This page is subject to on-going changes.
These days, I am studying the following points in reinforcement learning:
In the reinforcement problem, an agent learns how to behave in its
environment. This is an extremely difficult problem, far from being
solved in general.
Reinforcement learning takes its roots in the study of the dynamics of the behavior of living beings. In 1896, Thorndike formulates the law of effect which basically states that, in any animal, the probability of emission of a behavior that is followed by favorable consequences increases, and conversely, if it is favorable by bad consequences, its probability of emission decreases. This principle seems obvious to most of us; however, when followed accurately to its diverse consequences, lots of us disagree with them. Anyway, this may be the topic of excellent conversations but, as a researcher in computer science, this goes beyond my expected professional abilities.
As a computer scientist, my interest is that this very simple law of the dynamics of behavior gives some insight to how one might try to solve the reinforcement learning problem.
Much more background information may be found on the web, in particular on Rich Sutton's team website.
Actually, I got interested in reinforcement learning thanks to Samuel Delepoulle
whom I had the pleasure to advise during the completion of his PhD in
psychology. He had this excellent idea to use reinforcement learning
algorithm (Q-learning to be precise) to model an arm acquiring a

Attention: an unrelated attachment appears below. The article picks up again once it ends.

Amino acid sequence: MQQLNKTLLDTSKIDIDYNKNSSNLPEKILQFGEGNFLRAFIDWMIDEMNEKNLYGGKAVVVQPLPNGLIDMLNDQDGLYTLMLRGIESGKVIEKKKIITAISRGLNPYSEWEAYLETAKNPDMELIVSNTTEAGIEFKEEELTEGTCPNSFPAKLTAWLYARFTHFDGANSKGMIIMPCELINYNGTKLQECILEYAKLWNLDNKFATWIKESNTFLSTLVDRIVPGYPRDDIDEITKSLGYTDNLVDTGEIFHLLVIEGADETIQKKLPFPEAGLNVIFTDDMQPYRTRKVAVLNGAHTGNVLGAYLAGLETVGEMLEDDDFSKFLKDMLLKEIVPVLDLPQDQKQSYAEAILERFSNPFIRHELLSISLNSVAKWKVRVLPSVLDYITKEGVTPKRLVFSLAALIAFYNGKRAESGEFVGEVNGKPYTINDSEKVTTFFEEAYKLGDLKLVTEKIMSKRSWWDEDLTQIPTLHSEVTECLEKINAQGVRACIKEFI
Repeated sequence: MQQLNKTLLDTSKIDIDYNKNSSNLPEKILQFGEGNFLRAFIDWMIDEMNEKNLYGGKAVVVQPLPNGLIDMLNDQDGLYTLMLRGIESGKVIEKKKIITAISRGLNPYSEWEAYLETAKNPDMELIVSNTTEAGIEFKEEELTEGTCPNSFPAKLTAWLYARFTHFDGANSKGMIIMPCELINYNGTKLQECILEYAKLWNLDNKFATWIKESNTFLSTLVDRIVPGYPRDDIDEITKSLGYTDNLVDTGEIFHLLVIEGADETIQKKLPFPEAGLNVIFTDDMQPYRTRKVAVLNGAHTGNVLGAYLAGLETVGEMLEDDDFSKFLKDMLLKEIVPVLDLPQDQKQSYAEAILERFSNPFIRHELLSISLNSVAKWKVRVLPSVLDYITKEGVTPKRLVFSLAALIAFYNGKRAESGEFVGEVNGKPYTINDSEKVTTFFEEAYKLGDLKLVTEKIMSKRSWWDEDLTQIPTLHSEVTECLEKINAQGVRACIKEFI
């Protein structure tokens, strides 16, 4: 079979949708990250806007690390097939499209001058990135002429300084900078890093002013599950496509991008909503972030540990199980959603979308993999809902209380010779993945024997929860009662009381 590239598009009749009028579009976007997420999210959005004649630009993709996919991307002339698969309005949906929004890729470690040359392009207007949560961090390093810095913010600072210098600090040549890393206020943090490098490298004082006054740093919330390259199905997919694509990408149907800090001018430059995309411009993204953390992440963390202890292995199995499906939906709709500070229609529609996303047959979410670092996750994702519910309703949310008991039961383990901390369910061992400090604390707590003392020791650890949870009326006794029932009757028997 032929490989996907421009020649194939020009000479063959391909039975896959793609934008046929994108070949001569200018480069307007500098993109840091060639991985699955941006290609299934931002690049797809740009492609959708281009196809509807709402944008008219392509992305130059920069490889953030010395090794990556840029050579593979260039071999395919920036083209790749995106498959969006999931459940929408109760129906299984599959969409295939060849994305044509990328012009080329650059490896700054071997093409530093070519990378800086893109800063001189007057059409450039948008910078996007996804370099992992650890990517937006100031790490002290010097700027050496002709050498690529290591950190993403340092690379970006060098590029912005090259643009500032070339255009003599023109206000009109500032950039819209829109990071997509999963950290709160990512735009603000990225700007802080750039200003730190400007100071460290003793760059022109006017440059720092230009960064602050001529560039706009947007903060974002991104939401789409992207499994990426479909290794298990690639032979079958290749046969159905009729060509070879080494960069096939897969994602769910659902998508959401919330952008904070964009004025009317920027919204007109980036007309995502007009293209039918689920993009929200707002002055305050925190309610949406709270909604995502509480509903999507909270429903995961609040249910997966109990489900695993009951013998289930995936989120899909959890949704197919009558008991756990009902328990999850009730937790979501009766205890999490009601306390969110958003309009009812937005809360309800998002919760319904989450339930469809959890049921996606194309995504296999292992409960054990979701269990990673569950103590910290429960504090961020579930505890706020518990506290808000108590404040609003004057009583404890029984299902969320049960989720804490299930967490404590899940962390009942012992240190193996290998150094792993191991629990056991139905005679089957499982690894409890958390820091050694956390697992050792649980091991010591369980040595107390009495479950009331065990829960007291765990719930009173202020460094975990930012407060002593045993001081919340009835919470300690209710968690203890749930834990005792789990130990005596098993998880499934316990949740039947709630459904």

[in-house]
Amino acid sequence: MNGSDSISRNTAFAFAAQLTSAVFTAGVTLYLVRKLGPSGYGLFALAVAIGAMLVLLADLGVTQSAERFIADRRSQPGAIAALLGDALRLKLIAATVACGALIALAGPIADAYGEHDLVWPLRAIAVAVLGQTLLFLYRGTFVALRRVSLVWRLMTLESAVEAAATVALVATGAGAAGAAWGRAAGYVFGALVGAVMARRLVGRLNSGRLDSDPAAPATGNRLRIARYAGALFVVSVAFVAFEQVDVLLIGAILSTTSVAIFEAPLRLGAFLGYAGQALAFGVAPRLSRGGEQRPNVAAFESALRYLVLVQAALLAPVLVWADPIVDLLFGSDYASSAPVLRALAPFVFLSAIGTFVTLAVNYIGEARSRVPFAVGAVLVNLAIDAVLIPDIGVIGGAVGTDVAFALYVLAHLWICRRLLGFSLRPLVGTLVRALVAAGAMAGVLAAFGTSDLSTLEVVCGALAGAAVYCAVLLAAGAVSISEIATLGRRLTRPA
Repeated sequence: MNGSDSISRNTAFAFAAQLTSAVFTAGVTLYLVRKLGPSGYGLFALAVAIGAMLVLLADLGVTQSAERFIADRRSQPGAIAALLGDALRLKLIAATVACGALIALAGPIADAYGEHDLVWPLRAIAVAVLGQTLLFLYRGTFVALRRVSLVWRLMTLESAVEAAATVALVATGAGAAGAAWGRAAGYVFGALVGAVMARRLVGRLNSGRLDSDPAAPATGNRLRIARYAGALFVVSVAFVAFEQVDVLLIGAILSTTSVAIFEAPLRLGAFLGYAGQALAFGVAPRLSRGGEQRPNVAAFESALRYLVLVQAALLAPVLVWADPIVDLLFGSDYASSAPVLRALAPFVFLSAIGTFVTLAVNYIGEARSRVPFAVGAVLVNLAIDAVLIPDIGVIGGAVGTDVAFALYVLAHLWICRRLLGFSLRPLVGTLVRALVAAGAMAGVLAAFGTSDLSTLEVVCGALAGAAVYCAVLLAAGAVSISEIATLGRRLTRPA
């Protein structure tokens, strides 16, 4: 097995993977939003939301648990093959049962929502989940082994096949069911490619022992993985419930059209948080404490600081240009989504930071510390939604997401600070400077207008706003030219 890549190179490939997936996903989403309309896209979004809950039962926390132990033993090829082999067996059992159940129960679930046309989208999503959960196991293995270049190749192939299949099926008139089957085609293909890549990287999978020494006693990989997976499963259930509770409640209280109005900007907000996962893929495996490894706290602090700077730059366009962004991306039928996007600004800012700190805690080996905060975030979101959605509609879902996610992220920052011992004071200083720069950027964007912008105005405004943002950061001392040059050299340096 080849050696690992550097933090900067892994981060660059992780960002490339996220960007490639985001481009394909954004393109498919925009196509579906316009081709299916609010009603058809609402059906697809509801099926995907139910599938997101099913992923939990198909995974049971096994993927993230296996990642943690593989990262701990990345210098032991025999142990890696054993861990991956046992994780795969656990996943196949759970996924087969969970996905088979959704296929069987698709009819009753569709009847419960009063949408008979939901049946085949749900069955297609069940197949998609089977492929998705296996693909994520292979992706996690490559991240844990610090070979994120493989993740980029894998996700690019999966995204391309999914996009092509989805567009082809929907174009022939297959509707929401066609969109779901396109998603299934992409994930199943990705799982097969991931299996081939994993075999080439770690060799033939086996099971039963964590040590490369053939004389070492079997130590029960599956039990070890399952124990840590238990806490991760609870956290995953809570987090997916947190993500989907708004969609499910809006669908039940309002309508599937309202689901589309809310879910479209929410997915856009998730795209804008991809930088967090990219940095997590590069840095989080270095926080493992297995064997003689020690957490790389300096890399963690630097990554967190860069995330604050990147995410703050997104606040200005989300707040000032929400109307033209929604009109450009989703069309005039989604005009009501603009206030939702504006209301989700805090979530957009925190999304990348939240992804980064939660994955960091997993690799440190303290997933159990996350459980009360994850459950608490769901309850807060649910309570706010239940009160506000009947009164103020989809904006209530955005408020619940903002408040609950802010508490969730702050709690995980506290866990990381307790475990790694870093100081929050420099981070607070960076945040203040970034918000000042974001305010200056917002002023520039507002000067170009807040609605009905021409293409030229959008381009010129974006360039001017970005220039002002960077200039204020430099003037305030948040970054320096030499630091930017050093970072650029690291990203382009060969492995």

reaching movement (see
this paper and my publication
page for more details on this work).
To be a little bit more precise, the arm is made of 2 segments and each joint (the shoulder and the elbow) is controlled by a couple of antagonistic muscles. Each muscle is actually controlled by a Q-learning. This set of Q-learners has to learn to behave in order to reach a certain target with the hand. The nice thing is that there is absolutely no overall control of the 4 muscles and, still, the task is performed.
We then tried to simulate things that are more elaborate such as two arms connected to a trunk (10 Q-leaners in this case). Again, we succeeded and an other nice thing here is that despite this 5-fold increase in the number of agents, the time (wall-clock) for learning the task was approximately the same, which means that each agents learnt this task 5 times faster than the agents of the single arm!
We continue on this line of work, aiming at simulating eye tracking (see DYNAPP project). In this ongoing work, we use function approximator rather than crude tabular algorithms.
What I like in reinforcement learning (in machine learning in general), is that things may be quite nicely formalized. It often becomes very quickly very technical mathematically speaking, but still, intellectually, that's nice. Having been trained as a mere computer scientist, these mathematical developments generally lead me right to things I have never been taught during my studies. But at least, this formal aspect provides a path along which we are guided towards good practices, good ways of thinking (would we also get trapped in these ways of thinking... I do not know).
For a certain amount of time (and this effort still goes on), I have thus been doing my best effort to understand some of the mathematics underlying machine learning in general, and reinforcement learning in particular. Things are made quite more complicated (but intellectually beautified) by the fact that different branches of maths are required: statistics, stochastic processes, functional analysis to name the most important. This effort led me to go beyond the superficialities of so-called neural netowrks and other exotic things of computer science, and concentrate on what these things really are, that is, what these things are as computing machineries, understand why they are prone to do things that are different from what we want them to, and how to remedy these apparent deficiencies (as I keep on telling to my students: a computer is always, and only, doing what you are asking it to do).